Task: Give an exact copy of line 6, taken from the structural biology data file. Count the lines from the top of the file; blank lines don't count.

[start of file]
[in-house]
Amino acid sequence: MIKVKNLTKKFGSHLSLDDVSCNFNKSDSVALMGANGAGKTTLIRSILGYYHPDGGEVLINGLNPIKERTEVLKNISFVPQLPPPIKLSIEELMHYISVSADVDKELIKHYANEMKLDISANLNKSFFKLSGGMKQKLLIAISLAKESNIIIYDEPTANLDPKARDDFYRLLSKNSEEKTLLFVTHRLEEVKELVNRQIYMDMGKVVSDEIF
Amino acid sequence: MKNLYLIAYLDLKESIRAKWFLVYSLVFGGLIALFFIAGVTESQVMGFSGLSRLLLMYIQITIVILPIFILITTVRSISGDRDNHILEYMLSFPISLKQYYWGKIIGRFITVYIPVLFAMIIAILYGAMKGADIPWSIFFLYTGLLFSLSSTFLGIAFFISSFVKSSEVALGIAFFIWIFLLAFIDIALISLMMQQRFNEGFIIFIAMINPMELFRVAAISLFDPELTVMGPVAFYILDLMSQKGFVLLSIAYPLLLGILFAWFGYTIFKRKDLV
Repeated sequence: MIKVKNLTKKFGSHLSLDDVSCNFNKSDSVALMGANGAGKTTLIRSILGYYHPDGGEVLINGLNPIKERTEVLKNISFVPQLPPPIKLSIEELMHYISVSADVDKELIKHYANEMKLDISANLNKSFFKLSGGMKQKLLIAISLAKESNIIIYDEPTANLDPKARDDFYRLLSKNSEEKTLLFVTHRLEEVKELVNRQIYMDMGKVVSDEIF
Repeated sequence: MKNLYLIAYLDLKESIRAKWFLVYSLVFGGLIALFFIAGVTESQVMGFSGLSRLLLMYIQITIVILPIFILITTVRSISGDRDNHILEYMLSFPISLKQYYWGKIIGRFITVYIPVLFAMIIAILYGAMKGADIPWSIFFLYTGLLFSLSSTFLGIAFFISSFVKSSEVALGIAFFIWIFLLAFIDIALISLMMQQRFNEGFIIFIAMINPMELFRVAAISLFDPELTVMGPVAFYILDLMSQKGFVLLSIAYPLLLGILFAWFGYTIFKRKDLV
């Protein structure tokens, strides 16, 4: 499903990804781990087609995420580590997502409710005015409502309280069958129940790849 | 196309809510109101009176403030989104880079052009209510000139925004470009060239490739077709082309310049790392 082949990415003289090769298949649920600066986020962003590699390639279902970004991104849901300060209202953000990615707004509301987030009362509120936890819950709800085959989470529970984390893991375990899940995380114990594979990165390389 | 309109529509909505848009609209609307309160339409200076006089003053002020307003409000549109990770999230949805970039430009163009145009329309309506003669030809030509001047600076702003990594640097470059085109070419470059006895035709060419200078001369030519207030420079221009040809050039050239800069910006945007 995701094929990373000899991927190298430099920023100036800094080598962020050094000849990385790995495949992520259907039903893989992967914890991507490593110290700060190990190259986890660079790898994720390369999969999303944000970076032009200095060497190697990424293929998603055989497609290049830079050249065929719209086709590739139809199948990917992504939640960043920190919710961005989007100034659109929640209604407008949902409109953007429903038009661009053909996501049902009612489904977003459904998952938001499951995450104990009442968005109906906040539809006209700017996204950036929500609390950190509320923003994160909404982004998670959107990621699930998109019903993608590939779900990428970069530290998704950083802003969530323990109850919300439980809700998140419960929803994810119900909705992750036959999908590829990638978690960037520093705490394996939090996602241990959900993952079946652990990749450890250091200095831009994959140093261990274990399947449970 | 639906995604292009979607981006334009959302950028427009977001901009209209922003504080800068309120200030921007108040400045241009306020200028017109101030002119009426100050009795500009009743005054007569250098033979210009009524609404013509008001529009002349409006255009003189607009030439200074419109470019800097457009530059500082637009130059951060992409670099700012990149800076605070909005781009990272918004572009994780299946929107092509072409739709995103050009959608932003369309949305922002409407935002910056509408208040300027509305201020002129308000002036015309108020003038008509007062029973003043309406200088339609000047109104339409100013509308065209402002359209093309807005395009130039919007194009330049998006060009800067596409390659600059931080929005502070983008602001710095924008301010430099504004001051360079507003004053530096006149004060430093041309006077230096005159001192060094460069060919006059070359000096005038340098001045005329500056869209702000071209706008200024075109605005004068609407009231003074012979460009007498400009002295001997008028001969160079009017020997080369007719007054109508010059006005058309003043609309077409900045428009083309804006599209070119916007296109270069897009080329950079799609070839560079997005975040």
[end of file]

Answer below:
């Protein structure tokens, strides 16, 4: 499903990804781990087609995420580590997502409710005015409502309280069958129940790849 | 196309809510109101009176403030989104880079052009209510000139925004470009060239490739077709082309310049790392 082949990415003289090769298949649920600066986020962003590699390639279902970004991104849901300060209202953000990615707004509301987030009362509120936890819950709800085959989470529970984390893991375990899940995380114990594979990165390389 | 309109529509909505848009609209609307309160339409200076006089003053002020307003409000549109990770999230949805970039430009163009145009329309309506003669030809030509001047600076702003990594640097470059085109070419470059006895035709060419200078001369030519207030420079221009040809050039050239800069910006945007 995701094929990373000899991927190298430099920023100036800094080598962020050094000849990385790995495949992520259907039903893989992967914890991507490593110290700060190990190259986890660079790898994720390369999969999303944000970076032009200095060497190697990424293929998603055989497609290049830079050249065929719209086709590739139809199948990917992504939640960043920190919710961005989007100034659109929640209604407008949902409109953007429903038009661009053909996501049902009612489904977003459904998952938001499951995450104990009442968005109906906040539809006209700017996204950036929500609390950190509320923003994160909404982004998670959107990621699930998109019903993608590939779900990428970069530290998704950083802003969530323990109850919300439980809700998140419960929803994810119900909705992750036959999908590829990638978690960037520093705490394996939090996602241990959900993952079946652990990749450890250091200095831009994959140093261990274990399947449970 | 639906995604292009979607981006334009959302950028427009977001901009209209922003504080800068309120200030921007108040400045241009306020200028017109101030002119009426100050009795500009009743005054007569250098033979210009009524609404013509008001529009002349409006255009003189607009030439200074419109470019800097457009530059500082637009130059951060992409670099700012990149800076605070909005781009990272918004572009994780299946929107092509072409739709995103050009959608932003369309949305922002409407935002910056509408208040300027509305201020002129308000002036015309108020003038008509007062029973003043309406200088339609000047109104339409100013509308065209402002359209093309807005395009130039919007194009330049998006060009800067596409390659600059931080929005502070983008602001710095924008301010430099504004001051360079507003004053530096006149004060430093041309006077230096005159001192060094460069060919006059070359000096005038340098001045005329500056869209702000071209706008200024075109605005004068609407009231003074012979460009007498400009002295001997008028001969160079009017020997080369007719007054109508010059006005058309003043609309077409900045428009083309804006599209070119916007296109270069897009080329950079799609070839560079997005975040």